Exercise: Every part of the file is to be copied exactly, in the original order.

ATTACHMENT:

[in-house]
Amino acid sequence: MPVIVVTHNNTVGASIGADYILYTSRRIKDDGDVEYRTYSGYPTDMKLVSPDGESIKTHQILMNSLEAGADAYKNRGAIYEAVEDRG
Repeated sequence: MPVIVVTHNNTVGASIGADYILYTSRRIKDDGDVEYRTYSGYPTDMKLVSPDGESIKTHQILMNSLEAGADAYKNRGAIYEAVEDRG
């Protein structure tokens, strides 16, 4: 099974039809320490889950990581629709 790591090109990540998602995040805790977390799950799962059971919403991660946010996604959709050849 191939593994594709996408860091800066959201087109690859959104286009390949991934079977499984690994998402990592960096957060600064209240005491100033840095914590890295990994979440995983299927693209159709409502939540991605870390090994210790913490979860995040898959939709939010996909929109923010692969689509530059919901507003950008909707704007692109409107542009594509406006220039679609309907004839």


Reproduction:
[in-house]
Amino acid sequence: MPVIVVTHNNTVGASIGADYILYTSRRIKDDGDVEYRTYSGYPTDMKLVSPDGESIKTHQILMNSLEAGADAYKNRGAIYEAVEDRG
Repeated sequence: MPVIVVTHNNTVGASIGADYILYTSRRIKDDGDVEYRTYSGYPTDMKLVSPDGESIKTHQILMNSLEAGADAYKNRGAIYEAVEDRG
């Protein structure tokens, strides 16, 4: 099974039809320490889950990581629709 790591090109990540998602995040805790977390799950799962059971919403991660946010996604959709050849 191939593994594709996408860091800066959201087109690859959104286009390949991934079977499984690994998402990592960096957060600064209240005491100033840095914590890295990994979440995983299927693209159709409502939540991605870390090994210790913490979860995040898959939709939010996909929109923010692969689509530059919901507003950008909707704007692109409107542009594509406006220039679609309907004839």